Action: Reintroduce top predators to suppress and reduce the impacts of smaller non-native predator and prey species
Key messagesRead our guidance on Key messages before continuing
- We found no studies that evaluated the effects on mammals of reintroducing top predators to suppress and reduce the impacts of smaller non-native predator and prey species.
'We found no studies' means that we have not yet found any studies that have directly evaluated this intervention during our systematic journal and report searches. Therefore, we have no evidence to indicate whether or not the intervention has any desirable or harmful effects.
Small and medium-sized non-native predators can have severe detrimental impacts on native fauna, including mammals (e.g. Doherty et al. 2017). Some evidence suggests that their numbers can be reduced, to the benefit of native fauna, if top predator conservation is promoted, such as through reintroductions (e.g. Nimmo et al. 2015).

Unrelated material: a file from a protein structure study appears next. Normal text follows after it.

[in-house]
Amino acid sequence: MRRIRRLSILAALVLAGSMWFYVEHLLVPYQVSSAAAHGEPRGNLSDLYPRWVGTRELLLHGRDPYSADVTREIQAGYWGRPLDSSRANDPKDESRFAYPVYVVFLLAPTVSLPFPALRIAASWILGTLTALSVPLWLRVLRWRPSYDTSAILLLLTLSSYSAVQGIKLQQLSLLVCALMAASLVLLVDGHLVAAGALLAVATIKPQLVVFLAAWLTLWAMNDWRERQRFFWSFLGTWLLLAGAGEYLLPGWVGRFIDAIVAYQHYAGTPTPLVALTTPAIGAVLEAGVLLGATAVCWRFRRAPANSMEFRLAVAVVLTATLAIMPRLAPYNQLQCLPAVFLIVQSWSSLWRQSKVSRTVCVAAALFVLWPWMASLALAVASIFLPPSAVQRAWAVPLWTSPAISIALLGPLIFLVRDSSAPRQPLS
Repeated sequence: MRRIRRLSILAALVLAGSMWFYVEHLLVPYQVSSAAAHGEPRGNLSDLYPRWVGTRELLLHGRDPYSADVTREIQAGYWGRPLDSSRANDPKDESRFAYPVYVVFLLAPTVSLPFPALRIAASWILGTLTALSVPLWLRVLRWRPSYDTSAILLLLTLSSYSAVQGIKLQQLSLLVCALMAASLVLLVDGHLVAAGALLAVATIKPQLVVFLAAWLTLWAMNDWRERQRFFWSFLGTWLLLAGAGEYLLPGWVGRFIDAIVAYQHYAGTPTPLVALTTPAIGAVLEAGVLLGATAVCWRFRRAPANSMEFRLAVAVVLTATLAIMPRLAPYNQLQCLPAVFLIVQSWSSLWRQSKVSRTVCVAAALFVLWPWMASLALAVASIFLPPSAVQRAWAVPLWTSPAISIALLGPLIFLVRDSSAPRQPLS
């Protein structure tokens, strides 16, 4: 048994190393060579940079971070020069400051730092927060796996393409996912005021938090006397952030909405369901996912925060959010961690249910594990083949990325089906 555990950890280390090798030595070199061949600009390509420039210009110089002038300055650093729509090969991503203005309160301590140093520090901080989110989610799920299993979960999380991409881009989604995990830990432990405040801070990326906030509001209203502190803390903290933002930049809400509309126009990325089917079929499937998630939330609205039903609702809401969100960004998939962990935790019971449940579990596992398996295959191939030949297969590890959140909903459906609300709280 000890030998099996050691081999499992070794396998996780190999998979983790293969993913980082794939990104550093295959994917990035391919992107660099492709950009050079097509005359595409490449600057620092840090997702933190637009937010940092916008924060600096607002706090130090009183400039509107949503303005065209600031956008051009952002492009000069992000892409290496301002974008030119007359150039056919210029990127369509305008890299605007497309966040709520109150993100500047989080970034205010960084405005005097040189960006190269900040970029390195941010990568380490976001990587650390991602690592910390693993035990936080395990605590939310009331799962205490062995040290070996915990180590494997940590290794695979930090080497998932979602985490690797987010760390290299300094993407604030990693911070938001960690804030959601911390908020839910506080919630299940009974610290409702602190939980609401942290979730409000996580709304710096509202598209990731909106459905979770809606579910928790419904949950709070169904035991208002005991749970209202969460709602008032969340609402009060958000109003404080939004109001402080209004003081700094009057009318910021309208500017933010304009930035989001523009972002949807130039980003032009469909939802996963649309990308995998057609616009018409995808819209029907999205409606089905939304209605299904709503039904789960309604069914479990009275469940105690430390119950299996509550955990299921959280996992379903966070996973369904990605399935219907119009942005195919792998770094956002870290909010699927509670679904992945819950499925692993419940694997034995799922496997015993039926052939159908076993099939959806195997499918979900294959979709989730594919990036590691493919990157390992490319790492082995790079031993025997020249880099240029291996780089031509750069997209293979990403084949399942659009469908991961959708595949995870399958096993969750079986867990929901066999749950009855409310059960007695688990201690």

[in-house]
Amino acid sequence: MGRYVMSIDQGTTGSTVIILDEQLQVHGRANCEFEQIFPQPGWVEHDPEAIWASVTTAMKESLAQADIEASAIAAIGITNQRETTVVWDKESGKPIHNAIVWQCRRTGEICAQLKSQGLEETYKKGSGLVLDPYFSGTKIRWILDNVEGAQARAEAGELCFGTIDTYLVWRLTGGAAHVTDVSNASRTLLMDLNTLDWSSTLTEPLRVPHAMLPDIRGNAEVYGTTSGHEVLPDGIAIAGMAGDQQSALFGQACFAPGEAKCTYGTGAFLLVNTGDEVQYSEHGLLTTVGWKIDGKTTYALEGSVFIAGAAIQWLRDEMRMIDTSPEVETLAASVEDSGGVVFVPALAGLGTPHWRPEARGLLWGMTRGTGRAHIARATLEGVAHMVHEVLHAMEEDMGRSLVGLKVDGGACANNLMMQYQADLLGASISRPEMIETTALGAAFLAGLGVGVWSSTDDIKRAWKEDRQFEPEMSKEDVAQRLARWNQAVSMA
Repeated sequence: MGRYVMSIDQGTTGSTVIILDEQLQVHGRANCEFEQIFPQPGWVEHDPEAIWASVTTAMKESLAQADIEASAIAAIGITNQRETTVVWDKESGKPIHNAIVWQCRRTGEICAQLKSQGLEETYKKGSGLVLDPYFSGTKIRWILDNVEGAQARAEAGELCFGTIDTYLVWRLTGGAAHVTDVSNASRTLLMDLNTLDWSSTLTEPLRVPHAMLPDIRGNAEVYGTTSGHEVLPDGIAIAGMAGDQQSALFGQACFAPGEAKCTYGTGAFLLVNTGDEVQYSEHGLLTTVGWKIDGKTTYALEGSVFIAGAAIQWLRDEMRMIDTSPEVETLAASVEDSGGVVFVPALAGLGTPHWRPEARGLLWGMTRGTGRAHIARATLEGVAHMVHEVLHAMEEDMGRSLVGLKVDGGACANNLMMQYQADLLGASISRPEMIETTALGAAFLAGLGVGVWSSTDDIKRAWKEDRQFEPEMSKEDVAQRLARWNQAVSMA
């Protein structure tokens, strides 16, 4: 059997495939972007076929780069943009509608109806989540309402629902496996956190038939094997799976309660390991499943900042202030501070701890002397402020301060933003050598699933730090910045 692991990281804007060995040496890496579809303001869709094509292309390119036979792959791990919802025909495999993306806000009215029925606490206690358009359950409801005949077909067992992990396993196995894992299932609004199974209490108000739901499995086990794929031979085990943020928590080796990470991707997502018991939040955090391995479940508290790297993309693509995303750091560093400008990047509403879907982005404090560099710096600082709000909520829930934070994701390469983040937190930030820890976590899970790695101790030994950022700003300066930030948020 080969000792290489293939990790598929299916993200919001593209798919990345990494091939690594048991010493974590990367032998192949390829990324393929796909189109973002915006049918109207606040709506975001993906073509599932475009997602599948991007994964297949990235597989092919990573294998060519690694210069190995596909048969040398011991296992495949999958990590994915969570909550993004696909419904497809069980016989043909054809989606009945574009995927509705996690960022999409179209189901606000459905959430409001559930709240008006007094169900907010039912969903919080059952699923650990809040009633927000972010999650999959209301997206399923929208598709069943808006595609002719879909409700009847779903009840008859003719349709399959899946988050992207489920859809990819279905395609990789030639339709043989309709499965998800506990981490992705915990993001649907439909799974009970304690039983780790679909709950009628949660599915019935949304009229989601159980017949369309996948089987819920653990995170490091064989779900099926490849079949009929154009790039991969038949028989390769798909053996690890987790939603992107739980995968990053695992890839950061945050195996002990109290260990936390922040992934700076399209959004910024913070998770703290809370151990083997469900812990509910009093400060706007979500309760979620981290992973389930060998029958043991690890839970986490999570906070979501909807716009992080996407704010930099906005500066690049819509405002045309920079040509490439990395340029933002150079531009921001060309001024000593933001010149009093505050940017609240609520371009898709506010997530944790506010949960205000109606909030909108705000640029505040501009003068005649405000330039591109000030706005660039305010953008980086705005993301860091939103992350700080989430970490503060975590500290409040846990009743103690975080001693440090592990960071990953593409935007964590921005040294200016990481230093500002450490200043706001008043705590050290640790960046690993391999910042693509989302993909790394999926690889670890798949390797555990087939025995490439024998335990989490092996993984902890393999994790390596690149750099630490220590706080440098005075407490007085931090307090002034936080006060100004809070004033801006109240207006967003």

Nimmo D.G., Watson S.J., Forsyth D.M. & Bradshaw C.J.A. (2015) Dingoes can help conserve wildlife and our methods can tell. Journal of Applied Ecology, 52, 281–285.
Doherty T.S., Dickman C.R., Johnson C.N., Legge S.M., Ritchie E.G. & Woinarski J.C.Z. (2017) Impacts and management of feral cats Felis catus in Australia. Mammal Review, 47, 83–97.